As I was walking to work one morning, I came across a man sitting on the concrete ground, his back leaning against the wall. He appeared to be sleeping, but only someone with an eye for perception could tell that he was very much awake. A small cardboard sign lay at his side with the words, “Will work for food” written across it. Hoping he would not notice me or attempt to ask for money, I pretended to be intrigued with the blank screen of my smart phone, walking straight past him. Later that evening, as I stopped for dinner, I noticed the same man sitting across the street. Once again, he appeared motionless, with the small make-shift sign placed next to him. Confused, I approached the man.
“Are you following me?”
I looked around, uncertain of what to do. In all my years of living in this city, I have never been in a situation such as this. I was tempted to walk away, ignore the man, and continue to live my life as I normally do, but there was something that resisted me from doing so.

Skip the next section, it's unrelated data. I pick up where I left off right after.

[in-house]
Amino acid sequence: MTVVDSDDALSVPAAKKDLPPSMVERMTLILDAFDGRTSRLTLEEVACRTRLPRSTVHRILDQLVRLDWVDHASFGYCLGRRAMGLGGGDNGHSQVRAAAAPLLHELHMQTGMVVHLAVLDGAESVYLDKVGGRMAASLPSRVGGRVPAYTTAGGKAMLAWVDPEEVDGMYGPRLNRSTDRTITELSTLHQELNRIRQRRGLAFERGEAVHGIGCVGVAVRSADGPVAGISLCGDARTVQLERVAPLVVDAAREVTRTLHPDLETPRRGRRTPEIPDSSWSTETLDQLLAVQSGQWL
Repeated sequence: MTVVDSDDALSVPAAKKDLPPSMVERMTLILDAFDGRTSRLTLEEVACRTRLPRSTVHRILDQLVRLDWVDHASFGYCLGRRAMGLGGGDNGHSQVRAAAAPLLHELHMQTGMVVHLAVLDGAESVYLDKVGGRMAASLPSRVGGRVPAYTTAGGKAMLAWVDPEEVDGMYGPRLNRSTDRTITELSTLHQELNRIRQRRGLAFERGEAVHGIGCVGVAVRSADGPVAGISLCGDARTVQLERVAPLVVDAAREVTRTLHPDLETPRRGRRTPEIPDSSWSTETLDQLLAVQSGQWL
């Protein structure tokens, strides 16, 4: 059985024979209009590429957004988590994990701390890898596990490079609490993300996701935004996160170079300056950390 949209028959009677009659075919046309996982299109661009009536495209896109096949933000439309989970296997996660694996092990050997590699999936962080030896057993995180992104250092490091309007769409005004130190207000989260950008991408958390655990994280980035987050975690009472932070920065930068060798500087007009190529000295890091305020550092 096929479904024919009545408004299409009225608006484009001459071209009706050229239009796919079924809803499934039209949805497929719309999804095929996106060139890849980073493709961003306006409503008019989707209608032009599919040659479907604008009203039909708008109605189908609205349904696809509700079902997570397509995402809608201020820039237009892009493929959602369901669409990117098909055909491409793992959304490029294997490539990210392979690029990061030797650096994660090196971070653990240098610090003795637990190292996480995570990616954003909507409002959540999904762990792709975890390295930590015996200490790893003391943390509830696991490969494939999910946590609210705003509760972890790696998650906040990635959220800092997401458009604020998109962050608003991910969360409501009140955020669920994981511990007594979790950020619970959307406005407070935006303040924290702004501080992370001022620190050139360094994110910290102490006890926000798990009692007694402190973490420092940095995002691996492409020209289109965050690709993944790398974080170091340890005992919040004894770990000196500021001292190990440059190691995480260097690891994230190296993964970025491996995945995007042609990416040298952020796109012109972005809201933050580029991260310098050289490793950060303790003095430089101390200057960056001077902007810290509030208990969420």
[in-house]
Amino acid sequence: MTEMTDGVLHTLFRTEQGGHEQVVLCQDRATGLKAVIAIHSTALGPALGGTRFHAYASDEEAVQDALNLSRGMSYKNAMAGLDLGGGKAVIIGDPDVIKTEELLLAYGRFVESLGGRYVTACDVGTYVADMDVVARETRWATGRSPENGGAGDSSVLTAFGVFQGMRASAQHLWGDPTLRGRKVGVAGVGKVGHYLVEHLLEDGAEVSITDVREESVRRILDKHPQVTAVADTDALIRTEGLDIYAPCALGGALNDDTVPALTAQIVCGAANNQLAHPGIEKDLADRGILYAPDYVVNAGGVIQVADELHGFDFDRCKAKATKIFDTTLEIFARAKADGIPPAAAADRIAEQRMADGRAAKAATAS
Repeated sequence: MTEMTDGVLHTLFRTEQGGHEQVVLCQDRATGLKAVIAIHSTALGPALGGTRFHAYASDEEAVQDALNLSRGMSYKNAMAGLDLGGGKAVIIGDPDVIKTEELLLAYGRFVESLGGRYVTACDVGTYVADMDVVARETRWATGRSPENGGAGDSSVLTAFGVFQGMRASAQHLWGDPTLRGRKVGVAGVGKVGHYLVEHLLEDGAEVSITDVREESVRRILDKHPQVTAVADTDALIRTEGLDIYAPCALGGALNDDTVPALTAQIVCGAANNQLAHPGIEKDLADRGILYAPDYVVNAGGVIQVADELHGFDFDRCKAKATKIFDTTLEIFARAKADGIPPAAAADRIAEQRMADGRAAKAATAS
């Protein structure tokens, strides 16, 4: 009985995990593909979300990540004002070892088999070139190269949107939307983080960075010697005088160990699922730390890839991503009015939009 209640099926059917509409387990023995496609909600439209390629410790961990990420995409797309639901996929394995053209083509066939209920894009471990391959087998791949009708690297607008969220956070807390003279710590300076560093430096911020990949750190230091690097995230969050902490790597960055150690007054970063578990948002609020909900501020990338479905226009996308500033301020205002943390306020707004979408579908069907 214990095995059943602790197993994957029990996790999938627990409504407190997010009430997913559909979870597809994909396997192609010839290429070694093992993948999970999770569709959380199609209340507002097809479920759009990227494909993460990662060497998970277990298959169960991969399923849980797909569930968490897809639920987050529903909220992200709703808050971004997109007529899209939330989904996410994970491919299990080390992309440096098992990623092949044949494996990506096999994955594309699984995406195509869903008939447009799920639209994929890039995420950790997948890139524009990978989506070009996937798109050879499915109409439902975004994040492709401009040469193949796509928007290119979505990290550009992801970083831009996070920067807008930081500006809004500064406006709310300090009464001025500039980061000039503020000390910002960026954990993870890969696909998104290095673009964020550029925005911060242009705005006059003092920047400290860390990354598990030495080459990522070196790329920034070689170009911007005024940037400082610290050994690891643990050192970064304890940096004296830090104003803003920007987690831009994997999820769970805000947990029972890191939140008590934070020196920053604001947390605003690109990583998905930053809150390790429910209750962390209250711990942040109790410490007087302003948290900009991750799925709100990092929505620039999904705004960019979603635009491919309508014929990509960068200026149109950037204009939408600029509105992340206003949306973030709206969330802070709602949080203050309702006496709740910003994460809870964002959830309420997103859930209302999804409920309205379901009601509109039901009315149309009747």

“Here,” I said, reaching into my pocket and handing him a $10 bill.
Again, the man said nothing, nor did he take the money from my hand. He looked up and I got a clear glimpse of his face. His eyes were puffy and red, his skin cracked from the bitter cold. He had a large mat of hair that covered most of his face. I looked straight into his eyes; what once must have been a bright, clear blue was now replaced by a murky, dull grey.
“Here,” I repeated. “Take it.”
“I do not want your money.” His voice took me off guard. It was low and serious, with a twinge of exhaustion. He pointed to the sign. “I will work. I want to earn it.”
“I’m sorry. I can’t help you there.” And I turned back to my apartment. But before I knew what I was doing, I found myself standing in front of the man, gazing over him once more. There was something about him. In his eyes. The passion, the need to do good. Despite the dirty looks shot at him every day, this man is not what others make him out to be. I took a deep breath. “We’re hiring some busboys at my restaurant. Be at this address tomorrow morning, 8 A.M.” I smiled. “Don’t be late on your first day.”
That man is now considered to be one of the finest chefs in America. All because someone did not judge him for what he appeared to be.